If nothing else, the advent of the Eurostar train has made it easier to be a Frenchman in London. Olivier Fleurot knows this better than most.
Ten years ago, the new Publicis Groupe PR chief began commuting between Paris and London after a surprise appointment as MD of the Financial Times. The speedy rail connection ensured punctuality was not a problem. Instead, the 57-year-old found other factors linked to his homeland might pose bigger obstacles.
'Probably a lot of people were thinking, why do we need a French guy to run the FT,' says Fleurot, with a hint of a shrug. 'There was resistance, obviously. I would go back home and say, well I think they accept me for another week.'
Fleurot ended up staying for eight years, rising to the role of CEO, and was described as the man who took the pink-tinted paper digital. This counts as quite an achievement for a Frenchman working in that most British of institutions.
'Part of his success and charm was his tongue-in-cheek humour,' says FT global commercial director Ben Hughes. 'He always started his staff presentations with a loud "bonjour" just to remind us that there really was a French guy in charge.'
His next trick, revitalising Publicis Groupe's perennially underachieving PR unit, may be even harder than winning over the English. Fleurot's recent ascension followed abrupt departures of the global CEOs of its two key networks: Manning Selvage & Lee, and Publicis Consultants.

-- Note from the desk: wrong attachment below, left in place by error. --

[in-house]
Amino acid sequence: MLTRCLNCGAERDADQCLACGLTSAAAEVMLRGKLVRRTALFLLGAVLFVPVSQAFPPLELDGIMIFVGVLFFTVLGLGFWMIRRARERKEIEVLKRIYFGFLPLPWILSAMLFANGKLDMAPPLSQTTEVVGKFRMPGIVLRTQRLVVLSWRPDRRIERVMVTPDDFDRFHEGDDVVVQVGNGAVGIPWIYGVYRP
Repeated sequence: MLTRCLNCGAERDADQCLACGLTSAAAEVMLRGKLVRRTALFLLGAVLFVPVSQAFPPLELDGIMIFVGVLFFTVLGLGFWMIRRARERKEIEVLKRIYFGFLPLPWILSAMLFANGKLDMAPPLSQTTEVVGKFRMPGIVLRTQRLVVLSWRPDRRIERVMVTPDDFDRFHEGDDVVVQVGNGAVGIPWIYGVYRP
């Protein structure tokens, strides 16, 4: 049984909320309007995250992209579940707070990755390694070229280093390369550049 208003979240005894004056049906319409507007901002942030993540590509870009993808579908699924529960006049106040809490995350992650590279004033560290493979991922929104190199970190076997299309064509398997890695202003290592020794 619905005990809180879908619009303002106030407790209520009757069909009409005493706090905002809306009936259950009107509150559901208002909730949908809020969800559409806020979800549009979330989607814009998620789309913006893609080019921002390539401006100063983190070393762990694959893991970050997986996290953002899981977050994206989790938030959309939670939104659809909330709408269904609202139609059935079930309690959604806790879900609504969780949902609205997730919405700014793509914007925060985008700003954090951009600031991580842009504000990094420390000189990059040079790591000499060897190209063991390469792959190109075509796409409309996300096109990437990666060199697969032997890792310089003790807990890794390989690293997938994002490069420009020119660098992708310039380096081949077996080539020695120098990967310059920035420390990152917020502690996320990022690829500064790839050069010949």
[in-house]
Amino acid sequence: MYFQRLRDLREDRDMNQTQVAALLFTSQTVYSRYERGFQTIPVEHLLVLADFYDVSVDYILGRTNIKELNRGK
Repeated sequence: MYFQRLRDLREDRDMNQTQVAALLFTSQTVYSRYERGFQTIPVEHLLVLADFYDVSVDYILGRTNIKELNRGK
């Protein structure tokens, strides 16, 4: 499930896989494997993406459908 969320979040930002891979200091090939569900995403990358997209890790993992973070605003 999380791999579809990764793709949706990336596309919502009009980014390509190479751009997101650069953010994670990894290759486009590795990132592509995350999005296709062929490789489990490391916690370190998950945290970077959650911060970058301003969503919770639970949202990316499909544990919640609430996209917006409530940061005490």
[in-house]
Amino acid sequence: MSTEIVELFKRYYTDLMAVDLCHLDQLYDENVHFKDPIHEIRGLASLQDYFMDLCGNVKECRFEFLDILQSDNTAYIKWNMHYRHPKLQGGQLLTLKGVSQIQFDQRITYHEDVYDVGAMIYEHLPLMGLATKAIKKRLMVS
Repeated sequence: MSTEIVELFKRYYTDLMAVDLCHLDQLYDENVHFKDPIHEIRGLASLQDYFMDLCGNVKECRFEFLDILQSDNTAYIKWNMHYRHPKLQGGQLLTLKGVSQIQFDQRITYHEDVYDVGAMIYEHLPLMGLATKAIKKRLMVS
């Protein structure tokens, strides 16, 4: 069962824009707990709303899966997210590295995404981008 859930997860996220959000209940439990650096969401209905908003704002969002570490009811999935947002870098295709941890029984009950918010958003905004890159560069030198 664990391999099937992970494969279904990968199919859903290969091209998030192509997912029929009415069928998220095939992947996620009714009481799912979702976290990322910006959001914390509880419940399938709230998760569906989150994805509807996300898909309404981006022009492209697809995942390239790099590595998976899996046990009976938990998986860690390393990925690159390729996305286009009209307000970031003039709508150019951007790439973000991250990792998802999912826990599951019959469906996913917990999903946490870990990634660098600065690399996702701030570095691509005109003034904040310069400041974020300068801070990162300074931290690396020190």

In addition to heading the two net-works, Fleurot also oversees a division that includes Freud Communications and US agencies Kekst and McGinn Group. It is, as he admits, three jobs rolled into one.
This is his first job in PR, after two years spent running Publicis' ad business, yet he feels his lengthy media career will stand him in good stead. 'When I switched from FT to Publicis Worldwide, overseeing 10,000 people in 80 countries, I had no experience as the manager of an ad agency.'
'He is a warm, open and collaborative individual,' says Publicis Worldwide CEO Richard Pinder, who succeeded Fleurot. 'There's a French expression - "bien dans sa peau" - which means being comfortable in your own skin. He doesn't try to upstage people, overshadow or attack.'
But Fleurot does not intend to rely on Gallic charm alone. To understand him fully one needs to understand his passion for rugby. While former FT editor, and current CBI director-general, Richard Lambert points out that Fleurot was never a 'head-basher', he does note that 'he is direct in a non-hostile way'.
'I am a rugby player, so I don't hesitate to tackle,' agrees Fleurot. 'If people want to fight, I can fight. I'm not afraid of any resistance or opponents.'
Fighting words indeed. But Fleurot feels there are silos that need to be destroyed if Publicis is to finally punch its weight in PR terms. First up, he wants MS&L and Publicis Consultants to effectively form one network.